One of the things I love most about board games: no screen time. It’s actually why I’ve fallen so hard for games since COVID began. As my day job shifted from in-person to virtual, it took away my ability to stare at other co-workers in the flesh. After Zoom/Teams/Meet call #485, one tires of staring into the void to “engage” with work peers.
Similarly, I now subscribe to the newspaper the old-fashioned way, by getting one delivered to my door. I read more, too. And I have a big, 384-page book of puzzles called Ultimate Mind Games sitting on my desk, so that I can do word searches, crossword puzzles, and Sudoku among other tasks.
I love Sudoku. In fact, it’s probably the most consistent logic puzzle I like to do whenever I get the chance. I don’t think I’m an expert, but I love the challenge that comes from figuring out where the numbers fit, especially the medium and hard challenges in books I have picked up over the years.
Hiroba (2022, Funnyfox) is a Sudoku-adjacent, area control competitive puzzle game with pebbles, ponds, koi, and a short playtime. Should you dive into the pond or not?
Hiroba, which Google tells me is “square” in Japanese, is a game set on a 3×3 tile grid, with 2-4 players trying to win a game of area control. The map layout is dictated by Sudoku rules: no single number can be duplicated in the same “garden” (adjacent series of open spaces, ranging from 2-6 spaces), row or column of the global map.
Knowing this, turns are quick. You’ll place one of your nine pebbles, each double-sided with a different number on each face, on an empty space, aligning with the Sudoku ruleset. After your first placement, future pebbles have to go in the same row or column as other pebbles of your color. Optionally, a player can drop a stone token into any empty space on the board, which may help close off another player’s ability to score big points on a garden at the end of play.
Special pond spaces hold a koi token, and the player with the lowest total adjacent to koi will be able to take those tiles for use during end-game scoring.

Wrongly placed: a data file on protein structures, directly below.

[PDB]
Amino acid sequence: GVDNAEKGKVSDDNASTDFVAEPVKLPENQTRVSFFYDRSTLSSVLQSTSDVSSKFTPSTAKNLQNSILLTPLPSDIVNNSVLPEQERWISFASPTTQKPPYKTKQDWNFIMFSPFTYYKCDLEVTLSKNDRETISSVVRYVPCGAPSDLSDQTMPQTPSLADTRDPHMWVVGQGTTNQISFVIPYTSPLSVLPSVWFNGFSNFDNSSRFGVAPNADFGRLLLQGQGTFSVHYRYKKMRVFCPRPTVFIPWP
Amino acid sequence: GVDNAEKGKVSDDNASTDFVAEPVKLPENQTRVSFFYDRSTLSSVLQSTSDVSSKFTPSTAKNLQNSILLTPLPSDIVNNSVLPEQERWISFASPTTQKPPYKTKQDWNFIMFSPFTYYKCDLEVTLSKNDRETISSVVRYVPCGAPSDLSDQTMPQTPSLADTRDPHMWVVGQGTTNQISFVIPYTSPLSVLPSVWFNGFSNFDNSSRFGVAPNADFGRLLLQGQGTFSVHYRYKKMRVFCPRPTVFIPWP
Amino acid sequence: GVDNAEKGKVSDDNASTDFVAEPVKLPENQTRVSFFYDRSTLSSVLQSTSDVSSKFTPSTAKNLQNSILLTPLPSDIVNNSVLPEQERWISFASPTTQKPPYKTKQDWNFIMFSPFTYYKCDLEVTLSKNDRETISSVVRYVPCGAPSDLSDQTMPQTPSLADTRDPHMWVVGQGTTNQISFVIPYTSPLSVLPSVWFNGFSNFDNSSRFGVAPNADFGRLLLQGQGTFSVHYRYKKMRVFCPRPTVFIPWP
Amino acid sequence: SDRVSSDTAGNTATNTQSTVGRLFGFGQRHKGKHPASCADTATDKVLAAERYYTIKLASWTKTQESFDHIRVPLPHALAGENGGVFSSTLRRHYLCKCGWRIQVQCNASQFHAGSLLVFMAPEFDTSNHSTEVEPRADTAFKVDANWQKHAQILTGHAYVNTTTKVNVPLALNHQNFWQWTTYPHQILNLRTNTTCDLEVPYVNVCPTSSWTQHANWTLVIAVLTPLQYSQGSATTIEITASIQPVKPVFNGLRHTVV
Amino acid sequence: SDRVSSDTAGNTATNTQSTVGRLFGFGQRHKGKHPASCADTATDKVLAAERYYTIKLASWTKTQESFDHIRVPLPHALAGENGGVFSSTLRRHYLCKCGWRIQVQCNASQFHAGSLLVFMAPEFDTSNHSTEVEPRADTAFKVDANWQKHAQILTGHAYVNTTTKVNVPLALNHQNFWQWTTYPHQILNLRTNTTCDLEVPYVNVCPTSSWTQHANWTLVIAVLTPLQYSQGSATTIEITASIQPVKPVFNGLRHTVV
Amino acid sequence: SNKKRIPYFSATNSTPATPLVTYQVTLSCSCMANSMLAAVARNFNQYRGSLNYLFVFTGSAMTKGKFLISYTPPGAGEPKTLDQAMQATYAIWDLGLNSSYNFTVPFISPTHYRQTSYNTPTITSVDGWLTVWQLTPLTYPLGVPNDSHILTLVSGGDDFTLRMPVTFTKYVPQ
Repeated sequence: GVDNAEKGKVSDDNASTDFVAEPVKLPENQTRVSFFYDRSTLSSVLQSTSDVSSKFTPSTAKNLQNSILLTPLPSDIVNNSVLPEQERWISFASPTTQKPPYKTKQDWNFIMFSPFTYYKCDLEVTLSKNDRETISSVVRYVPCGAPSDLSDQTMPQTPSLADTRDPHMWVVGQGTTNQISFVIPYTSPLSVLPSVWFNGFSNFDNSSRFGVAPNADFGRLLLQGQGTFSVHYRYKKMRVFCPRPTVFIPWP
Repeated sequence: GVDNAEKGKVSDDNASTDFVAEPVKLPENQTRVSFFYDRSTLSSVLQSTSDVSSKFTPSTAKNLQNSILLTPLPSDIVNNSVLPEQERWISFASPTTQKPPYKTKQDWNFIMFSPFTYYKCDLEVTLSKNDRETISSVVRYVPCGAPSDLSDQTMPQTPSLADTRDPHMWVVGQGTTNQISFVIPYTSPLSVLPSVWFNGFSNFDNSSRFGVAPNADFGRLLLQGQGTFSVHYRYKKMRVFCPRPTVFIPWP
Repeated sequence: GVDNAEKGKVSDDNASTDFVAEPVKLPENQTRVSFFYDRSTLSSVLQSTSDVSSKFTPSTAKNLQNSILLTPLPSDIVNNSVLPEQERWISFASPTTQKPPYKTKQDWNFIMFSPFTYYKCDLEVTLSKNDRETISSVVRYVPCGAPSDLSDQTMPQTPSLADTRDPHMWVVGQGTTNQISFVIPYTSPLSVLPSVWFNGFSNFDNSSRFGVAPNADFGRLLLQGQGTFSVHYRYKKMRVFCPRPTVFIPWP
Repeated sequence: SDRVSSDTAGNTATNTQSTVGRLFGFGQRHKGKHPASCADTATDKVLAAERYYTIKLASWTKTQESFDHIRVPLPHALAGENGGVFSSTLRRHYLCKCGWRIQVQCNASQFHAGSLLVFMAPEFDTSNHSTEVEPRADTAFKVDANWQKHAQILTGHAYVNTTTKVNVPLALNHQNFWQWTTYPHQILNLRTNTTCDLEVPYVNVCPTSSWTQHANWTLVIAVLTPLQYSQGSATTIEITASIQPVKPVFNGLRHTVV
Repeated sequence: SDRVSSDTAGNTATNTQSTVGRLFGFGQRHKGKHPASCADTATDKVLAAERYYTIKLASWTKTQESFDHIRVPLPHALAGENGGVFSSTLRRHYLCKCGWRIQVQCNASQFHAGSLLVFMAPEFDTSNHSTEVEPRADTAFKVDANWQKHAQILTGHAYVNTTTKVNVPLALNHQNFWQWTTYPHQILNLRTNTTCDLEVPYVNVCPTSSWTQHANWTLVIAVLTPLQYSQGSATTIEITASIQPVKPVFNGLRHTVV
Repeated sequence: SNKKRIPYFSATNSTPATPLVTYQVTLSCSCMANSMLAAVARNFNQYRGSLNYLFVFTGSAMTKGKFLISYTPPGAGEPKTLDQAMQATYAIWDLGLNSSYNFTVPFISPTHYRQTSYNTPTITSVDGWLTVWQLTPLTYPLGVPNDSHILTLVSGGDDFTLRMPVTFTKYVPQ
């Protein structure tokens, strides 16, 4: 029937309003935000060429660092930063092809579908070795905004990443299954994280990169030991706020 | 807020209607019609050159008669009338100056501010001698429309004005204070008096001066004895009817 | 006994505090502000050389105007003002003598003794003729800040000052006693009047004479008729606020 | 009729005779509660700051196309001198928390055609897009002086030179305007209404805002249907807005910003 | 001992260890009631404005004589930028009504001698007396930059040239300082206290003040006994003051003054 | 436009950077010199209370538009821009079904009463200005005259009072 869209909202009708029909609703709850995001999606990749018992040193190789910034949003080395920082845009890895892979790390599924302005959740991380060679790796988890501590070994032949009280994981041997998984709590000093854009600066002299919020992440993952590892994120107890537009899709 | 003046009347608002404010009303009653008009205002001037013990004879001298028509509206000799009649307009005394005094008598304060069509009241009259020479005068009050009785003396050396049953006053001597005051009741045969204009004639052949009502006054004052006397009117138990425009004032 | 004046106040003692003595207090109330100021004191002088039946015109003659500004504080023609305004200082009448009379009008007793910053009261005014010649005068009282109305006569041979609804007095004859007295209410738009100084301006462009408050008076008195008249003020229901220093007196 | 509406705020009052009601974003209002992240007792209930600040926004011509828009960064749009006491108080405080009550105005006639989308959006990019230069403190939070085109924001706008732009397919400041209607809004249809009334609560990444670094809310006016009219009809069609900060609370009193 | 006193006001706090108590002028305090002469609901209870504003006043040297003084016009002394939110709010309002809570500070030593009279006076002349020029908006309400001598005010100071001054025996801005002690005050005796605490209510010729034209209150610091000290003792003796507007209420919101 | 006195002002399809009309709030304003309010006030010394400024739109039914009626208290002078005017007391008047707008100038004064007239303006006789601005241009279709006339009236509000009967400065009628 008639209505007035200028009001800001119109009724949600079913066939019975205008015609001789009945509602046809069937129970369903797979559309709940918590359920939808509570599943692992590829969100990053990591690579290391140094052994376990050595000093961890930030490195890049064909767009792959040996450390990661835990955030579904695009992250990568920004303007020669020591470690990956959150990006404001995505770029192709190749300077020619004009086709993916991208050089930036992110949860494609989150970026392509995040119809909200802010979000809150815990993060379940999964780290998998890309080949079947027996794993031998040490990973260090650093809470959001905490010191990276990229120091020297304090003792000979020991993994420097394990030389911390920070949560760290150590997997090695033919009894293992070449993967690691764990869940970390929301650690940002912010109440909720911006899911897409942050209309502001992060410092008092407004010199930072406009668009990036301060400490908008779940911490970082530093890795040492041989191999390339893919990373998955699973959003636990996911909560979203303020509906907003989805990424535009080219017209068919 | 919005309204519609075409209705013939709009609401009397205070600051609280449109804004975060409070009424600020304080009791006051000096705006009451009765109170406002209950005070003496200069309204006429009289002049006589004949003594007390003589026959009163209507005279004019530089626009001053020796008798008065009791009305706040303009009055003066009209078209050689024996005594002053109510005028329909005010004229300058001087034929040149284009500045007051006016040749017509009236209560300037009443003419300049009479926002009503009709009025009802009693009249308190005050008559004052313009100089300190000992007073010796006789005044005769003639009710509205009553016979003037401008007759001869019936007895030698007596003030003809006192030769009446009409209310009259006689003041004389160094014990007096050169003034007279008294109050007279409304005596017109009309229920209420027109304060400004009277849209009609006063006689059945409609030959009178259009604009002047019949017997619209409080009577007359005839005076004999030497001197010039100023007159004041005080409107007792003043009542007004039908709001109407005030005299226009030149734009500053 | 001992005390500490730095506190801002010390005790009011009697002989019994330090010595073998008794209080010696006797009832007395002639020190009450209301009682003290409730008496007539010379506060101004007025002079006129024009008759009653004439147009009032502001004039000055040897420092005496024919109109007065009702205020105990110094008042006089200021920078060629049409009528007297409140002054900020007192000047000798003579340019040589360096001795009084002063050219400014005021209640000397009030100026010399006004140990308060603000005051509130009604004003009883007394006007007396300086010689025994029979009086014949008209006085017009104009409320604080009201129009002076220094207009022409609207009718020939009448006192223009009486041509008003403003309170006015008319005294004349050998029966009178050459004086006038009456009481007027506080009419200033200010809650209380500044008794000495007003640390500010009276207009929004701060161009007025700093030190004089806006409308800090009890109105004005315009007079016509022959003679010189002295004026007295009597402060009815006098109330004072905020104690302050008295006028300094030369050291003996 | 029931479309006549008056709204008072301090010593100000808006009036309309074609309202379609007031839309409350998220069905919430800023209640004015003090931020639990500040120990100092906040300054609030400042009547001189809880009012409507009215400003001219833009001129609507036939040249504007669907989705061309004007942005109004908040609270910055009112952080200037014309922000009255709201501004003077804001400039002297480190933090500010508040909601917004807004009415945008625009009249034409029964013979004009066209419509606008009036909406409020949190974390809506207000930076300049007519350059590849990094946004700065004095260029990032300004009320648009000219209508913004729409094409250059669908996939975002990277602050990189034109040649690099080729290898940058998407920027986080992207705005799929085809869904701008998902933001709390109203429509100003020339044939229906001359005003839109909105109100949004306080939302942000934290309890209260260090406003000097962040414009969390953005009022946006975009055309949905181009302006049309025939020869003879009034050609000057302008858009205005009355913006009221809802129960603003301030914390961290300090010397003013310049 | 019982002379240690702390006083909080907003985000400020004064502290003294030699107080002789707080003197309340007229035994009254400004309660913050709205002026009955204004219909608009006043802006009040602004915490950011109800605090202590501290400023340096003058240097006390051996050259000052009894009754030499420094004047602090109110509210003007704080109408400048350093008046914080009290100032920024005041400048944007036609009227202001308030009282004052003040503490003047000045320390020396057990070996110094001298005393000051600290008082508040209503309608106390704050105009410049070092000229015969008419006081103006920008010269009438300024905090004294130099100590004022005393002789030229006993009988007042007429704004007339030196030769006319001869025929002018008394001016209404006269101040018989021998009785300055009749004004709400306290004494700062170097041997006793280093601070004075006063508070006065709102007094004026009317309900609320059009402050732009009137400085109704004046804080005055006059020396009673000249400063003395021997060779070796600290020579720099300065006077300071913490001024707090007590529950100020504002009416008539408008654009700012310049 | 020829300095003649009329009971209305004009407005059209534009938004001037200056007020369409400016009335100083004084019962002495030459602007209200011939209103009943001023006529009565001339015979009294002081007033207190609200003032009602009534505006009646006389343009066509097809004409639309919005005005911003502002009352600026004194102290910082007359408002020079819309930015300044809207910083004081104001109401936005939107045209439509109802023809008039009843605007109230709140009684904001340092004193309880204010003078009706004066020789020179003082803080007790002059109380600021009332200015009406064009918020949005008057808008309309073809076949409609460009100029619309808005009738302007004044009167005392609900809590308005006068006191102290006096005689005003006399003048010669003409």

Most of the scoring will come from having the majority in each of the two gardens on a tile. At the end of play, whoever has the highest pebble strength in a garden will score anywhere from 2-6 points (one point per space), and that will be doubled if a player can drop one of their koi tokens in an empty garden space after all players have finished taking turns.
And that’s it! Games take about five minutes per player, since each player only takes nine turns the entire game.
A Pleasant One-Time Diversion
It really is. Hiroba seemed interesting, with a couple of muffled “hmmph” moments in each of my games from another player. The 3×3 grid scales to its player count, so only five of the nine tiles are face-up in a two-player game, while all of them are available in a four-player game. With limited tokens and a crowded board, Hiroba is quick to set up, teach, play, and pile back into a box.
Each play has left me in the same place. Hiroba is fine. It’s not as brain-burny as a Sudoku puzzle should be, so take that as either a compliment or a ding. I was hoping for a bit more depth, but by the time you are warming up, the game will be over!
There are some interesting moments of strategic play, but at no point was I getting ready to lay the hammer on a sweet turn or do something that another player couldn’t see coming. It’s best to win a couple of the larger gardens, but you could also get away with winning nine smaller ones that are not being fought over by the competition. Koi tokens are important, especially when doubling the score of a five- or six-point garden.
Scores have ranged from 20-40 points in my games. Playing last is a decent benefit here, and in each of my plays someone has swooped in to take a tile with their last pebble, with other players unable to combat this move. I don’t know if that’s a flaw or not since everyone can see this coming. Playing first has its own advantages, too, since player order does not change during the game.
One thing that is a flaw: we are too far into the process of making games for tiles with a 6 and a 9 to not use an underline to call out which is which. The 9s in Hiroba have a little flower on the bottom of the pebble, but the 6 has…nothing. In every game of Hiroba, someone forgets this, leading to a moment where they place a pebble thinking they have come in higher (to win a garden) or lower (to win koi) only to realize that they used the wrong token.
COME ON, GAME PUBLISHERS!!! This should never happen any more. My early 1980s version of UNO got this right, so shouldn’t every game have this down by now?
Hiroba as an experience? It’s alright. The game is family-weight and it is mildly interesting. Sudoku lovers may be disappointed, particularly at lower player counts when there are less pebbles on the board that need to be factored into future placements. It’s not a game I would need to play again.